There are 104 ring skills and it's impossible to equip all the highest skills
at once. You must choose... but choose wisely.

The mission selection screen.
Talking about missions, the 7 non-tutorial worlds in this game have 12 to 14 missions, but Lost Prologue has 21. On every single mission, you can also earn Bronze, Silver or Gold medals based on your time when you complete the level. The ideal would be for you to complete every single level at least once, and then get the Gold medal on every single level... but that's not all there is to get in this game. The first time you play, some missions have three dashes near the Medal circle. Those are for Fire Rings. Levels with them always have 3 Fire Rings hidden around the level, and you need to look for them. When you get Fire Rings, you earn EXP. Also, when you find a number of Fire Rings, you unlock bonus minigames in Party Mode. However, all the Fire Rings you catch never come back in that save file. Phew! That's a lot of things to discuss in every mission!

It's too early for a boss fight against the main villain,
don't you think? Stop buirning the steps, Erazor!
So, Sonic completes the basic missions in Lost Prologue (I seriously hope Shahra doesn't turn out to be the Navi of the Sonic series), and as he's about to move on to the first actual world, he encounters none other than the main villain, Erazor Djinn! Well, that was fast. In the ensuing fight-and-discussion, Erazor Djinn claims he has already erased a tenth of the entire story, and asks Shahra if she has brought him the “Seven World Rings”. Seven what now? Why do I get a feeling that these two genies know each other, or used to? When Shahra answers no to Erazor's question, he tries to attack her with an odd flame attack, but Sonic gets in front of her and takes the bullet. Now he's got some kind of flame on his chest, and it keeps on burning. Hey, a handy little flame to burn marshmallows anywhere, anytime! Wait, that's slowly killing Sonic? Oh crap. Djinn leaves, mentioning the next character on his death list is King Shahryar, the main character of the Arabian Nights.

Cursed by the villain at the start of the game. This doesn't sound good.

Just a pretty picture.
Um... no. Shahryar is the villain of the Arabian Nights. Perhaps a villainous protagonist, at best, but definitely a villain. In the original story, he issued an order to kill – or capture, the versions differ, after all this is an ages-old tale – every woman he spent a night with, while issuing a challenge that he would keep the one who would spend a thousands and one nights with him (and in some versions, he would subsequently free the captured women). In comes Scheherazade, the vizier's daughter and the true protagonist of the book(s). She spends the first night with Shahryar telling him a story, and stops just before it gets interesting. Curious, Shahryar decides to keep her alive one more day so that he can hear the rest. Scheherazade then continues her story on Night 2, and stops just before a good moment, so she gets to Night 3, and so on and so forth. (There's also something about Scheherazade's sister getting in their room while they're consummating their marriage and stays around to hear the story, but I won't mention that any more because ewwwwww.) Scheherazade's tales get more complex every time, with stories within stories within stories. Meanwhile, in some versions, she helps free the women who had been captured. Scheherazade manages to spend a thousand and one nights doing this, constantly telling stories and ending just at the best moments so that Shahryar leaves her alive, out of interest for the story. After Night 1,001, Shahryar finds himself forced to abide by his own rule. And that's the basic story. Hell, it should have been made obvious that Shahryar is the villain; he's portrayed by friggin' EGGMAN in this game!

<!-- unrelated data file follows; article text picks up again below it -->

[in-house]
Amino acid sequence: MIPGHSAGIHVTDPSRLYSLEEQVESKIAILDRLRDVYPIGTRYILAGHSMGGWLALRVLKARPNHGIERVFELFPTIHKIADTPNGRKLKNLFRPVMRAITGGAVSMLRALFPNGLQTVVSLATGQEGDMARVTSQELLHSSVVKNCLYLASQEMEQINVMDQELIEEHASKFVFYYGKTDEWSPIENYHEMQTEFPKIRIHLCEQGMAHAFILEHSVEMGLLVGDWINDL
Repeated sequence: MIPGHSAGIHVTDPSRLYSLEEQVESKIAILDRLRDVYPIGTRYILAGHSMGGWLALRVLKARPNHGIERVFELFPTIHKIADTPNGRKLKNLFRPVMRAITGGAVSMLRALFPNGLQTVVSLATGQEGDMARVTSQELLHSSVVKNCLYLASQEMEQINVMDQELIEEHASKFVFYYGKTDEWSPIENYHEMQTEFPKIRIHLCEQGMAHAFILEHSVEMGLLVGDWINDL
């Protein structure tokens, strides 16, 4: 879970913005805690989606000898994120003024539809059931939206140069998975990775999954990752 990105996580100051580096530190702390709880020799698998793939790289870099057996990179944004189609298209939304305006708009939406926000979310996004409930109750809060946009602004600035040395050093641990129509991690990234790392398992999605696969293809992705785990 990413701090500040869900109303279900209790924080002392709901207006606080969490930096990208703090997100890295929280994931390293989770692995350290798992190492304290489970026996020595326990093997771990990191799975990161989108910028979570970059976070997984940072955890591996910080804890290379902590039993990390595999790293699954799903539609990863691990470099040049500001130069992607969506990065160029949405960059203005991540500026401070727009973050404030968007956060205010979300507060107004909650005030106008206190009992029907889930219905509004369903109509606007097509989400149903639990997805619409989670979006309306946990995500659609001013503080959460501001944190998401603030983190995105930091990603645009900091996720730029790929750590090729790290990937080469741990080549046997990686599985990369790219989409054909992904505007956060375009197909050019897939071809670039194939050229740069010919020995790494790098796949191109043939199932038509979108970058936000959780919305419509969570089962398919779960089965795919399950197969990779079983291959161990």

That also explains my surprise at Sonic reading that book, considering such a story would probably be longer than the entire Harry Potter series.

By the way, while I'm discussing the plot, I have to mention that pretty much all the cutscenes in this game are done in a parchment style, with mostly still images and very little animation, which gives the whole thing a rather unique and special feel that fits with the “book” theme. I suppose that was simpler than creating actual cutscenes, and besides, this time around, the voice actors don't have to worry about following the characters' lip movements!

I'm punching myself for leaving my camera at home!